Warning: Medical image of burned paw pads below.
June 21 is the first official day of summer, and with the U.S. already reporting record high temperatures, it looks like we are in for a hot one!
On each paw, dogs have four digital pads (one for each toe), one large, heart-shaped metacarpal pad, and an elevated carpal pad located at the wrist joint. Some also have small pads associated with their dew claws.
A thick layer of fatty tissue within each pad helps insulate the inner foot tissues from extreme temperatures, similar to a whale’s protective blubber.
While the pads of your dog’s feet are built tough to withstand changing temperatures and rough terrain, extreme conditions can wreak havoc – especially if your pooch spends most of his time indoors.
According to Greg Hammer, DVM, former president of the American Veterinary Medical Association, the pads of dogs exposed to harsh walking conditions will toughen over time, but the paws of pampered pups are much more tender.
“Dogs have some sensitivity to hot and cold but they build up a tolerance much quicker than we do,” Dr. Hammer says. “If you have an inside dog and you never walk that dog on hot streets, they are going to blister or ulcerate their feet. It would be just like if we went without shoes.”
Rather than walking along the street or sidewalk, choose grassy areas which tend to stay cooler. Dead grass, sand, dirt and wood can also be uncomfortable for your pup’s paws if it is hot enough. If these surfaces are unavoidable, walk first thing in the morning or in the evening to beat the heat.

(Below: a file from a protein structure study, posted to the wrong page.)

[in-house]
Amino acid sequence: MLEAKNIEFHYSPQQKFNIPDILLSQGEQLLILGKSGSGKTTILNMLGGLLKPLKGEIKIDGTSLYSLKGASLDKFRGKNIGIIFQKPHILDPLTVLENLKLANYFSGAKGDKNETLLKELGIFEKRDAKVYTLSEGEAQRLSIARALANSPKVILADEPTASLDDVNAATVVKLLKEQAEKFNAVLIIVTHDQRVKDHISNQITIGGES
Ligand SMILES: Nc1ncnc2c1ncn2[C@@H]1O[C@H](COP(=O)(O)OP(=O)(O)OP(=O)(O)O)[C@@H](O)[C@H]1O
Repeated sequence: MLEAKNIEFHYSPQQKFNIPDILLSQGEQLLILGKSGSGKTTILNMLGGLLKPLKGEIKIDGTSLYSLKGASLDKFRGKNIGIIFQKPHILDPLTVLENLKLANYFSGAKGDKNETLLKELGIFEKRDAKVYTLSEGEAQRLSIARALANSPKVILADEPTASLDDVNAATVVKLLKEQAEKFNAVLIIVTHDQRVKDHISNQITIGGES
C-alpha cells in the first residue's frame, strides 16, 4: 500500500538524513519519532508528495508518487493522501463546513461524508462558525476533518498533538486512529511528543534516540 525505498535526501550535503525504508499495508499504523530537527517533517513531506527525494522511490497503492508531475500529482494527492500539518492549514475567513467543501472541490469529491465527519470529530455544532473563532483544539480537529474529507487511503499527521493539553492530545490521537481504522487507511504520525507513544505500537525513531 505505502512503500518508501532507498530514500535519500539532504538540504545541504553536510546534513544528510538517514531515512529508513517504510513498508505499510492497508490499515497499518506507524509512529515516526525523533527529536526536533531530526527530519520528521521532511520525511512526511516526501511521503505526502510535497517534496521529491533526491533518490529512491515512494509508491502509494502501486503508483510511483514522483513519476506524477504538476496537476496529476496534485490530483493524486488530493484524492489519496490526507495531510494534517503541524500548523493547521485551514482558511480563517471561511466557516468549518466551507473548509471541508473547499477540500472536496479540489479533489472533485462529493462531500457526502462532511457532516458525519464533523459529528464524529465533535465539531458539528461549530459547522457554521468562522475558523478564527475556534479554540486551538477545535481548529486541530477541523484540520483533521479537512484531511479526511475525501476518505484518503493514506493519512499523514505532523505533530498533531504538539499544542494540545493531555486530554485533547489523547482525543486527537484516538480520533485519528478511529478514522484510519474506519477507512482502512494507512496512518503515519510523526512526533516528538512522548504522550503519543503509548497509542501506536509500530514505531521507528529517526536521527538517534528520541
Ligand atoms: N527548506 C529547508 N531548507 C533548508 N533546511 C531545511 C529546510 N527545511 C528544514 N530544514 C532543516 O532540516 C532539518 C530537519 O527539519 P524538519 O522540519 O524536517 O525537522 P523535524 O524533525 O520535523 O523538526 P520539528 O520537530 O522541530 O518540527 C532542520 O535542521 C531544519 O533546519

Before your pooch places his paw on the pavement, try the 5-Second Test. Simply place the back of your hand on the walking surface. If you cannot comfortably hold it there for at least five seconds, it is too hot for your dog to walk on.
According to the Pet Safety team at PetSmart, dogs with burned paw(s) may:
- Limp or avoid walking
- Lick or chew feet (may also be a sign of allergies or anxiety)
- Have darker colored paw pads than usual
- Have visibly damaged pads
- Have blisters or redness
If you suspect your dog has burned paw pads:
- Bring him inside right away – carry him if necessary
- Flush the feet with cold water or use a cold compress
- Do not let your dog lick the injured pad(s)
- See your vet as soon as possible – your dog might need antibiotics or pain medication depending on the severity of the burn
Heat damage to two or more paws can essentially leave your dog temporarily handicapped – not to mention bored and miserable – during the healing process. Protect his paws from uncomfortable burns and blisters by:
- Performing the 5-Second Test before each walk
- Checking your dog’s paws after each outing
- Fitting him with breathable mesh booties
- Spreading paw wax on the pads before walking
- Keeping the pads healthy and moisturized year-round to prevent cracking and peeling